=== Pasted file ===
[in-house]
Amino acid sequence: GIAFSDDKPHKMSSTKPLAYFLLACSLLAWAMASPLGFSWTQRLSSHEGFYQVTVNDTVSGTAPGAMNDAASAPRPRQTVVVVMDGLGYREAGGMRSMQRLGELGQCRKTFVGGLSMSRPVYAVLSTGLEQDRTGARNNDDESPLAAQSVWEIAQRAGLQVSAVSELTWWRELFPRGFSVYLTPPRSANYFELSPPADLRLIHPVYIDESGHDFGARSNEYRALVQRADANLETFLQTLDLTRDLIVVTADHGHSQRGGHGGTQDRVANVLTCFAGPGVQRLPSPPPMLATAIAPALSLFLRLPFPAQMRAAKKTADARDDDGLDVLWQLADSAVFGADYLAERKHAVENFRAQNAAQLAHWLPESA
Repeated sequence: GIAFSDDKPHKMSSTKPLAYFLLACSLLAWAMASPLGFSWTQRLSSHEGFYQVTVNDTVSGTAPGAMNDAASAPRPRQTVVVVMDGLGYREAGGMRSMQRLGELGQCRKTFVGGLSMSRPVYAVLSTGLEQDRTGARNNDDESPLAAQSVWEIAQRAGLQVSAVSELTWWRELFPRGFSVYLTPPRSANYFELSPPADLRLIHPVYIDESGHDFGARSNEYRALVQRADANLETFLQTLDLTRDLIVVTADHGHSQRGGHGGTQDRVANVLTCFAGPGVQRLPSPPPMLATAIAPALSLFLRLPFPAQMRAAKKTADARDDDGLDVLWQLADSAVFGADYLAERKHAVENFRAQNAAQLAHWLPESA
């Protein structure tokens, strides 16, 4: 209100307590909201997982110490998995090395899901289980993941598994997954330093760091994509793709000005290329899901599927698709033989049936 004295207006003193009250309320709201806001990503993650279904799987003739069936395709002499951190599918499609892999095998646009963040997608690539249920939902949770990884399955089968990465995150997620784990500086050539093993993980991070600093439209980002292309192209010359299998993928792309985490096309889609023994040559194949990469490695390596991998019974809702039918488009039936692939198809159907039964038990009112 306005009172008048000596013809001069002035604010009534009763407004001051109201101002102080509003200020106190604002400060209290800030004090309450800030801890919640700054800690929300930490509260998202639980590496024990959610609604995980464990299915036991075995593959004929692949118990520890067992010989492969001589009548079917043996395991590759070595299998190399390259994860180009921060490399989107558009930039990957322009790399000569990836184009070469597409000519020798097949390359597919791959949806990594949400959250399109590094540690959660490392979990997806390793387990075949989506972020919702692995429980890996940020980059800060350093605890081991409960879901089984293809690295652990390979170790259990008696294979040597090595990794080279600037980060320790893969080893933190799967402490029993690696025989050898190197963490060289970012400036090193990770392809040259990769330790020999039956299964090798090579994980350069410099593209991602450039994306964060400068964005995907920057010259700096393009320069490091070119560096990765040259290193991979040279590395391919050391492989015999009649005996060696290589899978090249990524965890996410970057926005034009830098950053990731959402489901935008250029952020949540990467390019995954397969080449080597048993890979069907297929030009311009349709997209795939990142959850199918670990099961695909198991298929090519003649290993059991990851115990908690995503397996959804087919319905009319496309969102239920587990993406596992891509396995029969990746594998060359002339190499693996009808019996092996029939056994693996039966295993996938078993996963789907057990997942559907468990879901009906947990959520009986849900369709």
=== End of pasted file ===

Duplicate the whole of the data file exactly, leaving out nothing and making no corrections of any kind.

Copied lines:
[in-house]
Amino acid sequence: GIAFSDDKPHKMSSTKPLAYFLLACSLLAWAMASPLGFSWTQRLSSHEGFYQVTVNDTVSGTAPGAMNDAASAPRPRQTVVVVMDGLGYREAGGMRSMQRLGELGQCRKTFVGGLSMSRPVYAVLSTGLEQDRTGARNNDDESPLAAQSVWEIAQRAGLQVSAVSELTWWRELFPRGFSVYLTPPRSANYFELSPPADLRLIHPVYIDESGHDFGARSNEYRALVQRADANLETFLQTLDLTRDLIVVTADHGHSQRGGHGGTQDRVANVLTCFAGPGVQRLPSPPPMLATAIAPALSLFLRLPFPAQMRAAKKTADARDDDGLDVLWQLADSAVFGADYLAERKHAVENFRAQNAAQLAHWLPESA
Repeated sequence: GIAFSDDKPHKMSSTKPLAYFLLACSLLAWAMASPLGFSWTQRLSSHEGFYQVTVNDTVSGTAPGAMNDAASAPRPRQTVVVVMDGLGYREAGGMRSMQRLGELGQCRKTFVGGLSMSRPVYAVLSTGLEQDRTGARNNDDESPLAAQSVWEIAQRAGLQVSAVSELTWWRELFPRGFSVYLTPPRSANYFELSPPADLRLIHPVYIDESGHDFGARSNEYRALVQRADANLETFLQTLDLTRDLIVVTADHGHSQRGGHGGTQDRVANVLTCFAGPGVQRLPSPPPMLATAIAPALSLFLRLPFPAQMRAAKKTADARDDDGLDVLWQLADSAVFGADYLAERKHAVENFRAQNAAQLAHWLPESA
């Protein structure tokens, strides 16, 4: 209100307590909201997982110490998995090395899901289980993941598994997954330093760091994509793709000005290329899901599927698709033989049936 004295207006003193009250309320709201806001990503993650279904799987003739069936395709002499951190599918499609892999095998646009963040997608690539249920939902949770990884399955089968990465995150997620784990500086050539093993993980991070600093439209980002292309192209010359299998993928792309985490096309889609023994040559194949990469490695390596991998019974809702039918488009039936692939198809159907039964038990009112 306005009172008048000596013809001069002035604010009534009763407004001051109201101002102080509003200020106190604002400060209290800030004090309450800030801890919640700054800690929300930490509260998202639980590496024990959610609604995980464990299915036991075995593959004929692949118990520890067992010989492969001589009548079917043996395991590759070595299998190399390259994860180009921060490399989107558009930039990957322009790399000569990836184009070469597409000519020798097949390359597919791959949806990594949400959250399109590094540690959660490392979990997806390793387990075949989506972020919702692995429980890996940020980059800060350093605890081991409960879901089984293809690295652990390979170790259990008696294979040597090595990794080279600037980060320790893969080893933190799967402490029993690696025989050898190197963490060289970012400036090193990770392809040259990769330790020999039956299964090798090579994980350069410099593209991602450039994306964060400068964005995907920057010259700096393009320069490091070119560096990765040259290193991979040279590395391919050391492989015999009649005996060696290589899978090249990524965890996410970057926005034009830098950053990731959402489901935008250029952020949540990467390019995954397969080449080597048993890979069907297929030009311009349709997209795939990142959850199918670990099961695909198991298929090519003649290993059991990851115990908690995503397996959804087919319905009319496309969102239920587990993406596992891509396995029969990746594998060359002339190499693996009808019996092996029939056994693996039966295993996938078993996963789907057990997942559907468990879901009906947990959520009986849900369709």